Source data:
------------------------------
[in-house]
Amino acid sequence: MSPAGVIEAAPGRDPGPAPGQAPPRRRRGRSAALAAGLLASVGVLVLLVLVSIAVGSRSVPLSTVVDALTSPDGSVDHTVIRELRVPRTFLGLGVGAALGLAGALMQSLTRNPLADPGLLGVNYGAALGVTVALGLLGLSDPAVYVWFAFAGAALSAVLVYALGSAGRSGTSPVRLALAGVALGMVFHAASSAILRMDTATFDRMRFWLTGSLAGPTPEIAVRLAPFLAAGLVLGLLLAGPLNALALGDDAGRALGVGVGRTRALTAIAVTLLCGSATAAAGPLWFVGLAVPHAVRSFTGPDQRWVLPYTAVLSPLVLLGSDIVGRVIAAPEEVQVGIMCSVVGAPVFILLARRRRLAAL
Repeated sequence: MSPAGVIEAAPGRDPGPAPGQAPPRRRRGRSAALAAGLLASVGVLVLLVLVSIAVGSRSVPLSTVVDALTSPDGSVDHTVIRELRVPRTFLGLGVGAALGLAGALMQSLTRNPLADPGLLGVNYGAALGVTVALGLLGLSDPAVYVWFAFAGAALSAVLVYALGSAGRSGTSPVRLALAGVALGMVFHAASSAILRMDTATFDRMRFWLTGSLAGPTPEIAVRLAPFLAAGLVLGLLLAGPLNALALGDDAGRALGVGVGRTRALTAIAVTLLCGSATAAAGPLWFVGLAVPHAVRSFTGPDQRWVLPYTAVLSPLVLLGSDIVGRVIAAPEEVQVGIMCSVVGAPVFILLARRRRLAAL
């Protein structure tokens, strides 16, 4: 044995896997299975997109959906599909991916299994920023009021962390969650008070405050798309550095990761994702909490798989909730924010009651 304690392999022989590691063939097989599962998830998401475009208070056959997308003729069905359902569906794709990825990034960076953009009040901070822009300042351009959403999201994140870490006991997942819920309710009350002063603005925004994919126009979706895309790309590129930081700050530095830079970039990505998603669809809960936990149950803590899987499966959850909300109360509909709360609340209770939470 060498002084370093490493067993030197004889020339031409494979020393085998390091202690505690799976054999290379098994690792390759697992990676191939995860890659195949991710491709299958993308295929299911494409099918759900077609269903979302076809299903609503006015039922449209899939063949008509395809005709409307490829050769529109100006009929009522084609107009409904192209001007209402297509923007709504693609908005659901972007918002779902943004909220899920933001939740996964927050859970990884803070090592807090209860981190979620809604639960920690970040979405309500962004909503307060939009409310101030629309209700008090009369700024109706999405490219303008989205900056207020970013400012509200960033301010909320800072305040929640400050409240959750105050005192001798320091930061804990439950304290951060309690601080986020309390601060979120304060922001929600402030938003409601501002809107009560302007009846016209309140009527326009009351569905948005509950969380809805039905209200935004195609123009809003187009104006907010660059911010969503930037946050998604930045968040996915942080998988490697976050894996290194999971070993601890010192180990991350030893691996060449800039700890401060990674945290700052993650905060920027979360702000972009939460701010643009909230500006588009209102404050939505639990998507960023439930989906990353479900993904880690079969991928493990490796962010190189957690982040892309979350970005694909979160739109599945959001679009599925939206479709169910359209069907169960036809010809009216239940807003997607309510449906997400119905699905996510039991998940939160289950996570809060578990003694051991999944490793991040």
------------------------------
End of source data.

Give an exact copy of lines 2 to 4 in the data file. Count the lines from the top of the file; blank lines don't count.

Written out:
Amino acid sequence: MSPAGVIEAAPGRDPGPAPGQAPPRRRRGRSAALAAGLLASVGVLVLLVLVSIAVGSRSVPLSTVVDALTSPDGSVDHTVIRELRVPRTFLGLGVGAALGLAGALMQSLTRNPLADPGLLGVNYGAALGVTVALGLLGLSDPAVYVWFAFAGAALSAVLVYALGSAGRSGTSPVRLALAGVALGMVFHAASSAILRMDTATFDRMRFWLTGSLAGPTPEIAVRLAPFLAAGLVLGLLLAGPLNALALGDDAGRALGVGVGRTRALTAIAVTLLCGSATAAAGPLWFVGLAVPHAVRSFTGPDQRWVLPYTAVLSPLVLLGSDIVGRVIAAPEEVQVGIMCSVVGAPVFILLARRRRLAAL
Repeated sequence: MSPAGVIEAAPGRDPGPAPGQAPPRRRRGRSAALAAGLLASVGVLVLLVLVSIAVGSRSVPLSTVVDALTSPDGSVDHTVIRELRVPRTFLGLGVGAALGLAGALMQSLTRNPLADPGLLGVNYGAALGVTVALGLLGLSDPAVYVWFAFAGAALSAVLVYALGSAGRSGTSPVRLALAGVALGMVFHAASSAILRMDTATFDRMRFWLTGSLAGPTPEIAVRLAPFLAAGLVLGLLLAGPLNALALGDDAGRALGVGVGRTRALTAIAVTLLCGSATAAAGPLWFVGLAVPHAVRSFTGPDQRWVLPYTAVLSPLVLLGSDIVGRVIAAPEEVQVGIMCSVVGAPVFILLARRRRLAAL
């Protein structure tokens, strides 16, 4: 044995896997299975997109959906599909991916299994920023009021962390969650008070405050798309550095990761994702909490798989909730924010009651 304690392999022989590691063939097989599962998830998401475009208070056959997308003729069905359902569906794709990825990034960076953009009040901070822009300042351009959403999201994140870490006991997942819920309710009350002063603005925004994919126009979706895309790309590129930081700050530095830079970039990505998603669809809960936990149950803590899987499966959850909300109360509909709360609340209770939470 060498002084370093490493067993030197004889020339031409494979020393085998390091202690505690799976054999290379098994690792390759697992990676191939995860890659195949991710491709299958993308295929299911494409099918759900077609269903979302076809299903609503006015039922449209899939063949008509395809005709409307490829050769529109100006009929009522084609107009409904192209001007209402297509923007709504693609908005659901972007918002779902943004909220899920933001939740996964927050859970990884803070090592807090209860981190979620809604639960920690970040979405309500962004909503307060939009409310101030629309209700008090009369700024109706999405490219303008989205900056207020970013400012509200960033301010909320800072305040929640400050409240959750105050005192001798320091930061804990439950304290951060309690601080986020309390601060979120304060922001929600402030938003409601501002809107009560302007009846016209309140009527326009009351569905948005509950969380809805039905209200935004195609123009809003187009104006907010660059911010969503930037946050998604930045968040996915942080998988490697976050894996290194999971070993601890010192180990991350030893691996060449800039700890401060990674945290700052993650905060920027979360702000972009939460701010643009909230500006588009209102404050939505639990998507960023439930989906990353479900993904880690079969991928493990490796962010190189957690982040892309979350970005694909979160739109599945959001679009599925939206479709169910359209069907169960036809010809009216239940807003997607309510449906997400119905699905996510039991998940939160289950996570809060578990003694051991999944490793991040």